If you want your dog to behave in public, you have to teach him in public. Teaching your dog at home or at obedience class is a good start, but if you expect that teaching to carry over to “real life,” you’re going to have to work in that situation.
Because public work is a necessity for service dogs, we start our public training very early. Last week, I attended a day-long meeting and it was the perfect opportunity to introduce Monti to public life. The picture above shows her (finally) taking a nap during the meeting. That relaxed behavior doesn’t happen naturally — especially not in public with so many interesting sights, smells, people and goings on — so I dedicated this meeting time to teaching Monti that she could, indeed, take a nap even in public.
I went very well armed: I had her breakfast and lunch with me, able to dole it out in small bits throughout the morning to reward good (quiet, calm, focused) behavior. In addition, I also brought chew toys (that didn’t squeak, much to my meeting-mates relief), and rawhide chews to occupy Little Miss Social during the meeting. As you can see in the picture above, I also had a portable water bowl, as well as a little soft bed so she could get really comfortable.
Monti’s training thus far has been active training — she’s always been reinforced for doing something. Maybe it was sitting, touching my hand, laying down, going into her kennel, whatever. But this little girl knows that doing gets reinforced. So imagine her confusion when I asked her to down, reinforced her, then ignored her (I had to pay attention to the presentations, it was a business meeting afterall!).
I started to spread out my rewards — if she was quiet for five minutes, then eight, maybe three, then twelve — so we got longer periods of inactivity from squirm-worm Monti. She quickly caught on and began to put her head down on the blanket. Bingo! Now, that was the only way she’d earn a goody. Head down = reward!
I then lengthened the amount of time her head had to be down. Before she knew it, she was asleep! Ahhh, the joys of a sleeping puppy.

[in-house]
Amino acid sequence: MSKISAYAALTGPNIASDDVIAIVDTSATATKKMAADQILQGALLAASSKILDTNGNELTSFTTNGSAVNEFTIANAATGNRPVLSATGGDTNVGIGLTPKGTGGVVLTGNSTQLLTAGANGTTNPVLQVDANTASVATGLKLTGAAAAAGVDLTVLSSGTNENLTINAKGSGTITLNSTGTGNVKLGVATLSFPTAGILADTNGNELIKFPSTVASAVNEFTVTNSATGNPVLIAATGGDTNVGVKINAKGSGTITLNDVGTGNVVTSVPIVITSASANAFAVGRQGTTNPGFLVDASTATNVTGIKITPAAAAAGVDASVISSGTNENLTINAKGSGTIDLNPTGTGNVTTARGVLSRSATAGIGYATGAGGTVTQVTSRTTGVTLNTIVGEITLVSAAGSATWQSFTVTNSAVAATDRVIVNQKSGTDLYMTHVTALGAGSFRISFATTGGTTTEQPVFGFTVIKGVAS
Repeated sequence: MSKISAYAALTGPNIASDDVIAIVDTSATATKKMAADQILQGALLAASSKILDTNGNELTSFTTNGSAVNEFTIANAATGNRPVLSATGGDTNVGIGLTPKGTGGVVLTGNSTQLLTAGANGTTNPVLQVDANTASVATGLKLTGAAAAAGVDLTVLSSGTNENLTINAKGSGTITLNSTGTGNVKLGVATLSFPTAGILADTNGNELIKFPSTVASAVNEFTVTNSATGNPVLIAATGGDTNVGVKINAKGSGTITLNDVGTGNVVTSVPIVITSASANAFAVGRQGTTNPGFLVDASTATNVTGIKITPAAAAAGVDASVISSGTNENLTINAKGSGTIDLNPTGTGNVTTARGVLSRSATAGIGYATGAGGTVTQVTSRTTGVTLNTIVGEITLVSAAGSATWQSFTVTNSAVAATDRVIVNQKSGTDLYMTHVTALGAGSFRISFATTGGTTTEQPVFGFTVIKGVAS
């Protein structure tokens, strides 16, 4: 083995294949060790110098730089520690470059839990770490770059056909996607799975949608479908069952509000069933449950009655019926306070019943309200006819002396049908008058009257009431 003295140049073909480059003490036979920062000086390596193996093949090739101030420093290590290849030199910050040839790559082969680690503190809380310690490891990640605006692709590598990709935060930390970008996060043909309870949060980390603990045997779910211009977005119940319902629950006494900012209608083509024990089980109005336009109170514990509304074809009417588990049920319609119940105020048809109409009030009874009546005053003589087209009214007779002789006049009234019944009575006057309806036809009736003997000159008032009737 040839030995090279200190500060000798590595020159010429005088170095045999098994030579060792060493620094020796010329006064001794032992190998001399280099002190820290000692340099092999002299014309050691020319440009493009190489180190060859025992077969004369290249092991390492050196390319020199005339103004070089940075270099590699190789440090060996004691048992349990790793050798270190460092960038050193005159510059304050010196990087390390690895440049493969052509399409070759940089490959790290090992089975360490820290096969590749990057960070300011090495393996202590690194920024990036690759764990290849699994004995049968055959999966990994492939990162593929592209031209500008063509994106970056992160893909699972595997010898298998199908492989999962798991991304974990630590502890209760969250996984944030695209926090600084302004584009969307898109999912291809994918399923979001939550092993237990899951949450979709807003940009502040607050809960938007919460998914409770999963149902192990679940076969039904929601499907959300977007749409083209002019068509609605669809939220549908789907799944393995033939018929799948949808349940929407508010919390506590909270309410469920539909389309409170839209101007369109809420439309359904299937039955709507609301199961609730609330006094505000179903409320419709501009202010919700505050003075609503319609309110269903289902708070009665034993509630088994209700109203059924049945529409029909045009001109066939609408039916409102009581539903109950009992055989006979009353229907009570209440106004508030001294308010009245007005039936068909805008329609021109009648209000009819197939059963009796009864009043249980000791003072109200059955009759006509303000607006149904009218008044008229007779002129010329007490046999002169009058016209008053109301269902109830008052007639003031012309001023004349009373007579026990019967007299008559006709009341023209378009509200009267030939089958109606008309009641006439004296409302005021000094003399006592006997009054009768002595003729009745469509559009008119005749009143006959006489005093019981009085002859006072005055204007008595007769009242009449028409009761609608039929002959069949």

It didn’t take long for her to learn that relaxing was the key to it all. Is my job done? Heck, no! It’ll take several more of those one-day meetings to help this feisty little Labrador figure out that public time = time to sneak in a nap. But we’ll get there. Every outing will be easier for her (and me) — the more experience she gets, the better service dog she’ll be for her partner.
You can do the same training with your dog that I’m doing with service pup in-training Monti. Find public places that allow dogs. And frequent them. A lot! Remember, if you want your dog to behave in public, you have to teach them in public.
Do you have a favorite place you like to take your dog to teach him in public? What do you like so much about it? Please leave a comment!
Marie Devaney says
Hi Laurie – In Texas we are blessed with many sunny Winter days, so Starbucks is a year round favorite. I’ve started offering a Java Dogs class where we meet at coffee shops with our dogs to do just what you recommended. I also take my dogs, one at a time, to Home Depot and garden centers. Yesterday, we went to Radio Shack. I try to keep outings short for new dogs, and only one dog per person so that the whole focus can be on the dog.
Caroline Moore says
There’s a big local yarn store where I like to take my dog and any other dogs I’m training. The staff love dogs, and are good at asking them to sit before giving them treats. There are comfy chairs for me to sit in while we practice relaxing/napping in public. There are aisles where we practice stays. There’s a nice “store” area with carpet and wooden shelves, and there’s a big “warehouse” area with concrete floors and metal shelving. And, of course, there are lots of animal fibers to sniff (and learn to ignore).
Banks and libraries are often dog-friendly and have chairs where one can practice sitting and rewarding a dog’s relaxed behavior.
In my area, dogs aren’t allowed in restaurants and coffee shops. I’m jealous of all of you who can bring your dogs to those places!
Hi, we have a young Newfie girl who can be anxious from time to time, she is also a very active girl. Two or three times a week we go up to the park. We live in the mountains and have a hiking park which starts in our town goes up to the next town. There are all sorts of trails in which you can’t see around corners in a lot of places. Here she has to deal with mountain bikers some rude, some not, elderly people, kids, strollers, dogs of all sorts. It’s a great place to go for working on leave it or just being bombarded by unpredictable events.